For my non-French speaking readers, the title here means “champagne country” — of course, “champagne” is a pretty obvious direct translation, but “campagne,” which means “country” or “countryside,” is less so. They rhyme, which is fun — making them a good combination for a fun blog title.
Once again, I have a blog that features a short day trip that I took over the weekend to get away from Paris. I promise, I’ll get back to Paris soon — though it may take several more posts. Up next is my week-long “ski holiday” from school, and I’ve got seven countries worth of photos to talk about before I work my way back around to home base.
This time, the second weekend after classes began, my friends and I visited Reims, a small town a short bus ride outside of Paris in the middle of Champagne country. I actually didn’t really want to go at first — I was feeling really under the weather, and I knew everyone would wan to go on a champagne tour, and I had pretty much completely lost my sense of taste and smell from congestion.
Or at least, I thought it was just the congestion at the time — but looking back at February 2020 from my perspective writing now in December 2020, I’m not convinced I didn’t actually have COVID. Back then, COVID was just a distant news story from China. It had barely touched Europe, or at least it wouldn’t in any kind of substantial capacity for at least another few weeks, and I’m not even sure we’d recorded our first case yet in the US. I had a stuffy nose and a cough and a headache, but at the time, there was no reason for me to believe it was anything outside of a regular cold that came from traveling to a new country and being exposed to new germs. Simpler times, I suppose.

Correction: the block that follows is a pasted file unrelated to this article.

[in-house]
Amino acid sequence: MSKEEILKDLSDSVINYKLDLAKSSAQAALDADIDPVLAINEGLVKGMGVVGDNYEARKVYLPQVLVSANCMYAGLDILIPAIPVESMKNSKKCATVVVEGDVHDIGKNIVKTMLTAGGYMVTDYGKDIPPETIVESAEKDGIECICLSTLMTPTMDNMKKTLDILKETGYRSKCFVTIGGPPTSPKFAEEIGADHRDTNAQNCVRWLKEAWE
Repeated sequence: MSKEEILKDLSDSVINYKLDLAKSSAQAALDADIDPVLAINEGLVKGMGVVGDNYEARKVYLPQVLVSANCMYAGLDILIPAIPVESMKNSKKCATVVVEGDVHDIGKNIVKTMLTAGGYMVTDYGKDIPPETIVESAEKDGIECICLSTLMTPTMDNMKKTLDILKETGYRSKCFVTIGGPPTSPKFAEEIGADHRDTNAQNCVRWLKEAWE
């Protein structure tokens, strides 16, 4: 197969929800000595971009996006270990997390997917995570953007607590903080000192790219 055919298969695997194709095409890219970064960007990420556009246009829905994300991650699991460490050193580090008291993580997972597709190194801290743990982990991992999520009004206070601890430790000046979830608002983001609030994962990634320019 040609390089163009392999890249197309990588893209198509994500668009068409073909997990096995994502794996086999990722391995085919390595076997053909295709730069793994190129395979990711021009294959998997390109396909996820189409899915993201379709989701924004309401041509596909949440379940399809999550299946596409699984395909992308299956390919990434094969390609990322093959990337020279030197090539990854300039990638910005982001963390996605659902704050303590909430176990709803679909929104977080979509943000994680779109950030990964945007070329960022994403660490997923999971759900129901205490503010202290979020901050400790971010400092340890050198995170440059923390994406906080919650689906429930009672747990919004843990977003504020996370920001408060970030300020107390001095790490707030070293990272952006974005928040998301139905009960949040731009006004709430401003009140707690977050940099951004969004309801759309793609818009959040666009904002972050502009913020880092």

Whether it was COVID or not, I guess I’ll never know. I did decide to travel to Reims anyway, despite feeling a little ill (not something I would ever do now!) because I didn’t want to miss out on a group bonding trip. I’d enjoyed our trip to Bordeaux quite a bit, though I thought the group was slightly too big. The cohort for Reims was a little smaller and more intimate — perfect for traveling. There were enough of us that you always had someone to talk to, but small enough that it wasn’t like pulling teeth to make a decision or dragging our feet hauling a massive crowd around.
We’d had the pleasure in Bordeaux of being able to take a guided walking tour in the morning before our wine tour, but there was no such thing in Reims. Instead, one of our friends, Liam, who’d done an exchange in Reims when he was in high school, took us around to the major sights. We saw a church (also called Notre Dame, interestingly), a castle museum, and stopped in a bakery for croissants — typical European city tourist things.
In the afternoon, we went on a champagne tour, the main attraction of Reims. Unfortunately, I still didn’t have my full sense of taste and smell, so I wasn’t able to enjoy the actual tasting quite as much as I would have liked. I’m no connoisseur of drinks though, so I’m not sure how much of a difference it would have made. All champagne kind of tastes the same to me.
Don’t tell the people of Reims I said that, though. Their city really was lovely — It wasn’t crawling with tourists, unlike Paris or even, to a lesser extent, Bordeaux. Reims reminded me in many ways of Vichy, another small-ish town that I’d visited back at the start of 2019. That feels so long ago now.
That’s about it for today. Thanks for reading, and I’ll see you in the next one with more updates on my life during my semester abroad in the Paris, France. Don’t forget to check me out on Pinterest, Instagram, Facebook, Bloglovin, Twitter, and Tumblr! For business inquiries, shoot me an email at firstname.lastname@example.org!
Sweater: Thrifted (Free’p’star Paris)
Jacket: Thrifted (Free’p’star Paris)